Honors and Awards Ringwood’s work was widely honored by medals, distinguished lectures, and election to fellowships of scientific societies. Among others, he received the Bowie Medal of the American Geophysical Union in 1974 and the Goldschmidt Medal Award of the Geo-chemical Society in 1991; perhaps his most prestigious award was the Feltrinelli International Prize in 1991, granted by the National Academy of Italy. His research contributions remain influential through his more than three hundred scientific articles, and two books, Composition and Petrology of the Earth’s Mantle and Origin of the Earth and Moon, which synthesized many of his investigations and ideas. Ringwood’s research was prematurely terminated by his death from lymphoma in 1993.

BIBLIOGRAPHY

WORKS BY RINGWOOD

“The Principles Governing Trace Element Distribution during

Magmatic Crystallization. Part I. The Influence of Electro-negativity.” Geochemica et Cosmochimica Acta 7 (1955): 189–202. Application of Goldschmidt’s rules on crystal chemical relationships to trace element behaviors in the crystallization of igneous rocks. “The Principles Governing Trace Element Behaviour during

Magmatic Crystallisation. Part II. The Role of Complex Formation.” Geochemica et Cosmochimica Acta 7 (1955): 242–254. Explores the roles of complex formation in trace element behavior in crystallization of silicate melts. “The Olivine-Spinel Transition in the Earth’s Mantle.” Nature

178 (1956): 1303–1304. Application of germanate as analogues of silicate crystallization to predict the role of high-pressure phase transformation in Earth’s interior. “The System Mg2 SiO4-Mg2 GeO4.” American Journal of Science

254 (1956): 707–711. Initial study of germanate and silicate melts and crystalline solid solutions. “On the Chemical Evolution and Densities of the Planets.”

Geochemica et Cosmochimica Acta 15 (1959): 257–283. “Chemical and Genetic Relationships among Meteorites.”

Geochemica et Cosmochimica Acta 24 (1961): 159–197. “Present Status of the Chondritic Earth Model.” In Researches on

Meteorites, edited by Carleton B. Moore. New York: Wiley, 1962. “Chemical Evolution of the Terrestrial Planets.” Geochemica et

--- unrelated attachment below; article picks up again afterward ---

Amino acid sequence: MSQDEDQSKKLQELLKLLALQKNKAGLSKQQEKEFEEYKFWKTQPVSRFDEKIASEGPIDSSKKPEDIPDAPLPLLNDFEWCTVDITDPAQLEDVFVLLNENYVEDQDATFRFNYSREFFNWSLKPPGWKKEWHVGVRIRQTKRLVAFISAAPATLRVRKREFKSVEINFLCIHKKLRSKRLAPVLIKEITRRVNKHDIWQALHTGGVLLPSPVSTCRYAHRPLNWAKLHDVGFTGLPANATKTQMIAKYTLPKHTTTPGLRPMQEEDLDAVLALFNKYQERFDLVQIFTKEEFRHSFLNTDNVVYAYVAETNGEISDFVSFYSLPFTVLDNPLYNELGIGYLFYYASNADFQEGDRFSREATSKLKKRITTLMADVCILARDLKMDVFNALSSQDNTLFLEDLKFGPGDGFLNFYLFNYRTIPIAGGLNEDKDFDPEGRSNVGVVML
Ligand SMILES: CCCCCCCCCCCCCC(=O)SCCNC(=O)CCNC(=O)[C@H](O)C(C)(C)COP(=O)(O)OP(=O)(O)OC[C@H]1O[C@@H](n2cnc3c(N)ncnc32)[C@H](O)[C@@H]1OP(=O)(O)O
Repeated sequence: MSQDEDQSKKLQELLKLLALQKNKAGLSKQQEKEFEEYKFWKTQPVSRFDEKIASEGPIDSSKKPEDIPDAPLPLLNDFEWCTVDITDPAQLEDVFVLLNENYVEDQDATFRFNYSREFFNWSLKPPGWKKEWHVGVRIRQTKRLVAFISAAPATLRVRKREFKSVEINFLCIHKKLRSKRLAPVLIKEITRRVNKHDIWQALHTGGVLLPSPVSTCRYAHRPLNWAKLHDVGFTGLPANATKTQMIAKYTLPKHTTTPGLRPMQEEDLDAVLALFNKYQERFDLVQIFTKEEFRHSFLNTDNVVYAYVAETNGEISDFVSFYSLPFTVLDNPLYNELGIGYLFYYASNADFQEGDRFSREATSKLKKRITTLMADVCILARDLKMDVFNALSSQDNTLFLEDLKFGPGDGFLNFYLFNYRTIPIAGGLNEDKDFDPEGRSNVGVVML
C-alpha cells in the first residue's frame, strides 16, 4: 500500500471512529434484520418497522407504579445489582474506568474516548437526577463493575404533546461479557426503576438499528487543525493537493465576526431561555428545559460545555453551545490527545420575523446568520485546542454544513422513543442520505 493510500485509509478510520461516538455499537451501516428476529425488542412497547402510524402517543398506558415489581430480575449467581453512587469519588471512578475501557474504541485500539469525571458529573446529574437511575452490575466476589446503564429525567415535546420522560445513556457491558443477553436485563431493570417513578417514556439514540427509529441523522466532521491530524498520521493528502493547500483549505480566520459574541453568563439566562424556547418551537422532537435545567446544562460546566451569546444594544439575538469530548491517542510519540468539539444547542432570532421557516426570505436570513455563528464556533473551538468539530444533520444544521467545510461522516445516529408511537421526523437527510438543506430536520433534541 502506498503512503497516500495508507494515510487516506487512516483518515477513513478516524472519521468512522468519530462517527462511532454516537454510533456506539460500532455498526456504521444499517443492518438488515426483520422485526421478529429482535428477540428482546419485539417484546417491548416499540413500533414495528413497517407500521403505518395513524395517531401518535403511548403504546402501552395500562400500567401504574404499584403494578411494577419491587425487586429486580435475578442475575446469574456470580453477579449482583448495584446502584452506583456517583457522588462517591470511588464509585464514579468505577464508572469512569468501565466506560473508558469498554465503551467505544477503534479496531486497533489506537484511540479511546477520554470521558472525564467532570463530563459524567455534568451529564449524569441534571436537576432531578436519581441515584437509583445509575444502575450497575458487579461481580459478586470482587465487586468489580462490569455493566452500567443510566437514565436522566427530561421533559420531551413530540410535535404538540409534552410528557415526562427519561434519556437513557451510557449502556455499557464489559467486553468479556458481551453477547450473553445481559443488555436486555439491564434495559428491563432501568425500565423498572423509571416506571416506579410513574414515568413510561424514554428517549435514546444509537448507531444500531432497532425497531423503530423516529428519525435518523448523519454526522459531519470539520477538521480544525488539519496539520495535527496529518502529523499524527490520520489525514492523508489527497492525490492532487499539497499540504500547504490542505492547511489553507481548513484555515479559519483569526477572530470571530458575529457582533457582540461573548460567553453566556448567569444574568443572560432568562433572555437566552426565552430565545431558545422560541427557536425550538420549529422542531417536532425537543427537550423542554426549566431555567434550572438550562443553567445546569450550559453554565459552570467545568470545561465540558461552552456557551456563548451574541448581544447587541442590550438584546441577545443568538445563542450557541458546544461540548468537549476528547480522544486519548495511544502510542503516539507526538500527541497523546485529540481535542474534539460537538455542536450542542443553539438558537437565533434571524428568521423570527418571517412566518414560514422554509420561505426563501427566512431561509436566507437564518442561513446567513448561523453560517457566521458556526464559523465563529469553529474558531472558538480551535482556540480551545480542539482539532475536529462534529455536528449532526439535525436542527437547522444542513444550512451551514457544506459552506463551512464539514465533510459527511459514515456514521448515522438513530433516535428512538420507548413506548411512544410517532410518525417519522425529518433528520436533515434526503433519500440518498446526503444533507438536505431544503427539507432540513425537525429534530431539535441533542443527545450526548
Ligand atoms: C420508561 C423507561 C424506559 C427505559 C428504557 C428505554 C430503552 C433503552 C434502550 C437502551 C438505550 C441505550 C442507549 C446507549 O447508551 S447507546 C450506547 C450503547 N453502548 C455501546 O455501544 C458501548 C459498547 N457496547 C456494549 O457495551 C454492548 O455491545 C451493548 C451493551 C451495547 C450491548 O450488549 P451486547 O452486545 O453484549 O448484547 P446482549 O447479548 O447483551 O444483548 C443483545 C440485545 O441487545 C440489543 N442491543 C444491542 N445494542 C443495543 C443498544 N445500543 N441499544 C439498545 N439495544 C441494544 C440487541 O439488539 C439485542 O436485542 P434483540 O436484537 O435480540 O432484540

Cosmochimica Acta 30 (1966): 41–104. “Genesis of Chondritic Meteorites.” Reviews of Geophysics 4

(1966): 113–175. “Some Comparative Aspects of Lunar Origin.” Physics of the

Earth and Planetary Interiors 6 (1972): 366–376. Exploration of models of lunar origin, based on results from Apollo landings and lunar sampling.

Composition and Petrology of the Earth’s Mantle. New York:

McGraw-Hill, 1975.

Origin of the Earth and Moon. New York: Springer-Verlag, 1979. “Immobilization of Radioactive Wastes in SYNROC.” American

Scientist 70 (1982): 201–207. A synthesis of research into the identification of crystalline host minerals for immobilization of high-level nuclear waste. “Flaws in the Giant Impact Hypothesis of Lunar Origin.” Earth and Planetary Science Letters 95 (1989): 208–214. A critical look at proposals of lunar origin by a single large impact on Earth. “Phase Transformations and Their Bearing on the Constitution and Dynamics of the Mantle.” Geochemica et Cosmochimica Acta 55 (1991): 2083–2110. A review of the applications of high-pressure study of phase transformations to infer the dynamical behaviors and chemical composition of Earth’s interior.

With William O. Hibberson. “Solubility of Mantle Oxides in

Molten Iron at High Pressures and Temperatures: Implications for Core-Mantle Reaction and the Nature of the D” Layer in the Lower Mantle.” Earth and Planetary Science Letters 102 (1991): 235–251. “Volatile and Siderophile Element Geochemistry of the Moon: A

Reappraisal.” Earth and Planetary Science Letters 111 (1992): 537–555.

OTHER SOURCE

Green, David H. “Alfred Edward Ringwood 1930–1993.”

Biographical Memoirs of Fellows of the Royal Society of London 44 (1998): 349–362. Extended obituary and full publication list.

David H. Green